Former Sunderland chairman Niall Quinn has lifted the lid on reasons behind Asamoah Gyan’s departure from the club.
Gyan joined Sunderland from French club Rennes in August 2010 for £13 million following his impressive performance at the 2010 FIFA World Cup.
The Ghana forward shockingly left the Black Cats to join United Arab Emirates side Al-Ain after just two seasons despite being an important member at the club.
Seven years after the departure of the 33-year-old poacher, Niall Quinn, who was then chairman of the Birmingham-based outfit, has disclosed why the Ghanaian unexpectedly left the club.
“Whatever players say, I’ll tell you what the agents say and I’ll tell you what goes on behind the scenes,” the former Irish striker revealed.
“With Asamoah, he came to us – via his agent – who said “I have had a huge offer in the Middle East and I must go” to which we told him “look, we can’t do that.”
“We waited a six month period to see if he would come back into line, we gave him a new contract too – although it did pale in comparison to what was on the table from Al-Ain and also he was being pressured by them to make the move.”
“We were hoping he’d go there for three months and hate it and want to come back…”
Quinn continued, “No, he didn’t. The fact of the matter is they were probably offering him five times the amount he was on with us and we were told there was no tax on it, so in theory he was on ten times the amount he was on here.
“If we were right up the top of the league, fighting for a Champions League spot then you have more ability to keep hold of players the way top four clubs do, but we were Sunderland trying really hard to keep everything working.
“If we were to give one of those players the money they were wanting – well, I wasn’t going to sanction that because it puts the club in a terrible position.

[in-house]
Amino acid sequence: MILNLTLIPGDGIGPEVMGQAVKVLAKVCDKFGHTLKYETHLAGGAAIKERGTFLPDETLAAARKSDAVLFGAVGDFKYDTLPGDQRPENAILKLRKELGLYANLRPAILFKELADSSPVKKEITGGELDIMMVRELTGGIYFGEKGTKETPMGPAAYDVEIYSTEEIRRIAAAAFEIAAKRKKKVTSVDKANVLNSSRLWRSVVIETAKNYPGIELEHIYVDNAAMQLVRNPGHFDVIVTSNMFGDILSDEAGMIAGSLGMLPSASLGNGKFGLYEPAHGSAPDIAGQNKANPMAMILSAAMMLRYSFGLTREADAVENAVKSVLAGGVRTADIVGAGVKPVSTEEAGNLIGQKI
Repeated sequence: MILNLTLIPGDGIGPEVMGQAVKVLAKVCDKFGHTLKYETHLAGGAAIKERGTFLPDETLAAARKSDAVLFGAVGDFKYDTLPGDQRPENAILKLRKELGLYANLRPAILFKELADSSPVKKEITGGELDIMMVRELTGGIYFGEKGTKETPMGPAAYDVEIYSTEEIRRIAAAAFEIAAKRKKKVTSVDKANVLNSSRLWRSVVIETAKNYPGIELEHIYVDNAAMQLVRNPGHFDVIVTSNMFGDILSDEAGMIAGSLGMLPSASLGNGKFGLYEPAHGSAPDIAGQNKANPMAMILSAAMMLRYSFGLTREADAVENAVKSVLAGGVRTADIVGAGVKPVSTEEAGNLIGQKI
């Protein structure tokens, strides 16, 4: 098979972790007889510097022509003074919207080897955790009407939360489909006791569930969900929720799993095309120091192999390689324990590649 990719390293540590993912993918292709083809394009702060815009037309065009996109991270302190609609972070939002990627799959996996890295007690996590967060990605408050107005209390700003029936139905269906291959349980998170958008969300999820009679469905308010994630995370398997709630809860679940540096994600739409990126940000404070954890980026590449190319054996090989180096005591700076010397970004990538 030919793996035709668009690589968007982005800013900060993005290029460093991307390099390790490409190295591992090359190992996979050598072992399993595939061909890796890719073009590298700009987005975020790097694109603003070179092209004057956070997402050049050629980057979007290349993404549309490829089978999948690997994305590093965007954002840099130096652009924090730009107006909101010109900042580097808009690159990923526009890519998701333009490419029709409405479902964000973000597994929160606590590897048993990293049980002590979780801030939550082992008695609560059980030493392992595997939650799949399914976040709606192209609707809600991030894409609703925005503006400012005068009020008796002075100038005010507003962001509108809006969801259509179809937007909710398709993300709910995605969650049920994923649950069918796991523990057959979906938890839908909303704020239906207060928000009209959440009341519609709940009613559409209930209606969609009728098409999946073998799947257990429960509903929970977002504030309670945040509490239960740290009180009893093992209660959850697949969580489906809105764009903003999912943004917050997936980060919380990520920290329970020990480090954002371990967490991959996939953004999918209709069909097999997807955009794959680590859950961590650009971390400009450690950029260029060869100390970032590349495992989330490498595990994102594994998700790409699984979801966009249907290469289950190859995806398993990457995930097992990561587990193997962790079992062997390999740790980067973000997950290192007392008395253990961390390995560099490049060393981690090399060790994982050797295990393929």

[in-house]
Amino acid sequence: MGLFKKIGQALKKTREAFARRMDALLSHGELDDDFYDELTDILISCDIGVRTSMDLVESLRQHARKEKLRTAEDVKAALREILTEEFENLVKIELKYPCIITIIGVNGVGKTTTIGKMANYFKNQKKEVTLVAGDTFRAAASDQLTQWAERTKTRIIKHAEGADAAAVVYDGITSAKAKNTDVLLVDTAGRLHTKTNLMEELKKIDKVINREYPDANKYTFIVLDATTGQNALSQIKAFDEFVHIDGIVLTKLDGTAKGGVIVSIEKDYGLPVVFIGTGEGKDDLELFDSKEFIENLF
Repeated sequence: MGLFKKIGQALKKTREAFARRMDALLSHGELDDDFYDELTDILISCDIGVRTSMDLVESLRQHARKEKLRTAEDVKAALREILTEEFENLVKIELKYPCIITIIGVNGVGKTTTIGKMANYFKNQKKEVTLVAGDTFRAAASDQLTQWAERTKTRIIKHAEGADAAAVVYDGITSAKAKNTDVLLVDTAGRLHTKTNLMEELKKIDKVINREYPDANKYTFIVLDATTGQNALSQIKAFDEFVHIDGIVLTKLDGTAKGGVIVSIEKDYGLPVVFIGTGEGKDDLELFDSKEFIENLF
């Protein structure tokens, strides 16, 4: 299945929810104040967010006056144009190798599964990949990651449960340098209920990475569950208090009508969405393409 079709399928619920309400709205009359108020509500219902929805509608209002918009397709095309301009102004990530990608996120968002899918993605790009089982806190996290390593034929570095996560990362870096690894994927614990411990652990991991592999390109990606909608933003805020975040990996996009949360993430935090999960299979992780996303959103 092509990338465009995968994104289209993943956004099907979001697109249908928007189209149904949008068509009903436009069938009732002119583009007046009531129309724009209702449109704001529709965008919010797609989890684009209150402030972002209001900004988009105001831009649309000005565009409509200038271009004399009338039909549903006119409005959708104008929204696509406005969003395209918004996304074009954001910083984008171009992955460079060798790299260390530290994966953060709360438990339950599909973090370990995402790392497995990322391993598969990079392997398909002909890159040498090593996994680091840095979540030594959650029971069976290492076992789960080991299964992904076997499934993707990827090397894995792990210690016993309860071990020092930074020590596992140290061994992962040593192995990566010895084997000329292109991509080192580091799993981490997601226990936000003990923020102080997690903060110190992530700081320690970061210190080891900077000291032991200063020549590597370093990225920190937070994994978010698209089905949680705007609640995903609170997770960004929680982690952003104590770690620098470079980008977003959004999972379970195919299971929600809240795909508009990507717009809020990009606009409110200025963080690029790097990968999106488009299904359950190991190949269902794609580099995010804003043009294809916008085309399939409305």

“We weren’t taking in any more income, we had hit the level of what we could spend considering Ellis Short gave us a lot of money, another level would have blown the club into another level.
“It was the financial facts of life we have to abide by. Asamoah went, Jordan (Henderson) went – those deals alone brought us in £50m to £60m. You have to do a bit of book balancing as well, because Ellis had funded a lot of moves. I remember when (Lee) Cattermole had became available late in the window and we managed to get him and beat off other clubs because Ellis offered to pay the fee up front – he allowed us to do that. There’s a lot of things like that people don’t know about Ellis and it’s things like that, where he showed his mettle and it wasn’t the only time.”
“But when you do that, you have to balance up the books. You saw it this year with Josh Maja. It was terrible that his development here was stunted by what happened.”
“I understand exactly what the board was going through as that was developing. You can have big problems unless you’re competing in the top six of the big league. Agents can just go to other clubs and say “look at how well my player is doing at Sunderland in the bottom half of the league, imagine what he can do for you” etc etc.
“He’ll then up the ante with the player, tell him he can get more money, put pressure on the club to sell and we made the decision to sell because we were in danger of putting the club in financial danger, so I made those decisions on the players you just mentioned.”
“What you hope is that you can get a player just as good on half as much, but that is very hard to do and for us it didn’t happen.”